Cornwall, a day in St Ives.

As planned, we were up nice and early the following morning in order to catch the bus to St Ives. Whenever I think of Cornwall, I see St Ives in my mind, fishing boats inside a harbour surrounded by small buildings displayed haphazardly at the sides, and in a way it didn’t disappoint, but on the day that we visited, the weather was far from kind. Unfortunately I am someone who seems to be ruled by the weather as I have aged, my disposition and general mood can hinge completely on whether its sun shining or dull. To add to that, I was also beginning to experience some griping tummy pains, probably due to the change of water. By the time we embarked from the bus, it was dull and overcast, and kept trying to rain during the time that we were there.

St Ives Bay stitch

Nevertheless, determined to explore as much as possible, we ventured along the jetty and the far pier, and also journeyed up and down some of the many narrow streets that make up St Ives. I took as many photos as I could of anything that grabbed my interest and that I felt summed up what St Ives was all about.

Walking up the cobbled street.

I loved the narrow streets with the small shops on either side, it all reminded me of York. However, although this shot displays a ‘no entry’ sign, most streets did allow traffic and we found ourselves constantly having to squash against the sides of walls whilst some vehicle came past. After a while it did become tedious. Kerri might be spying the sign on the left of this shot, although she doesn’t look too happy about it.

St Ives harbour

This shot shows St Ives from the north side from the jetty. I presume that its from here that they launch the rescue boat. You can see the pier that we strolled along later.

Now which one will we have?

Some more cornish temptation.

I honestly don’t know how the residents of Cornwall keep slim when all you can see are goodies like this everywhere you look! Fantastic Cornish Ice creams of every type imaginable, cream teas are the norm and to top that you have every flavour of fudge known to man. Of course we both had to try some out.

Do you hobble in I wonder?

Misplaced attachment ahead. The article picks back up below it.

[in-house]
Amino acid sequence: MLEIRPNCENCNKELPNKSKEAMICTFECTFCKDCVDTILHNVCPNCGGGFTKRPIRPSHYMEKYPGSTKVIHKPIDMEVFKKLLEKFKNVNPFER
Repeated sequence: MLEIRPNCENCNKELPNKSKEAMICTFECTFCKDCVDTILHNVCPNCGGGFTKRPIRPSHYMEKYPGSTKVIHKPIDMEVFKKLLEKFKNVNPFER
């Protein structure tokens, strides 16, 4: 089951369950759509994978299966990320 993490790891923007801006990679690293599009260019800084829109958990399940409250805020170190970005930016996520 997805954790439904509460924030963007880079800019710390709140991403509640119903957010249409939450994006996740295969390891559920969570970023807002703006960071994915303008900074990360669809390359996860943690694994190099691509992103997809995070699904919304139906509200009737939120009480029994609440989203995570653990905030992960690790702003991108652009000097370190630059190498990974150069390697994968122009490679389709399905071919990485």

I couldn’t resist taking a photo of this place! Kerri thought it was for Hobbits, whilst I wondered if you had to have a poorly foot in order to get served……

Anchor in St Ives

As we braved the weather and took a stroll along the pier, I spied this ships anchor embedded in the cobbles. I also took a photo of these lobster pots awaiting their next trip out to sea and an old rusty bollard also caught my eye.

Lobster pots on the pier.

St Ives from the pier.

What struck me was despite the dull grey sky up above, just how wonderful the colour of the sea was in the harbour.  It was an absolutely beautiful turquoise colour and I tried to capture it with my camera.

The turqoise sea 

I didn’t see such a gorgeous colour of sea anywhere else in Cornwall. The walk along the pier, although quite cold and dismal, was worth the effort and I think that I captured its beauty in this shot where I managed to get two seagulls, most of the fishing boats, the harbour and the town behind, plus that gorgeous turquoise water.

St Ives from the pier.

I think that had the weather been kinder, then the visit to St Ives would have definitely been one of my all time favourite days of our holiday. As it is, I do hope that I have managed to capture some of its beauty in these shots.

As usual, I’m enclosing a Photo Album containing all of the photos that I took during our day in St Ives, just click on it to see the photos full size or view in a slideshow. Next post, we enjoy a day in  Newquay.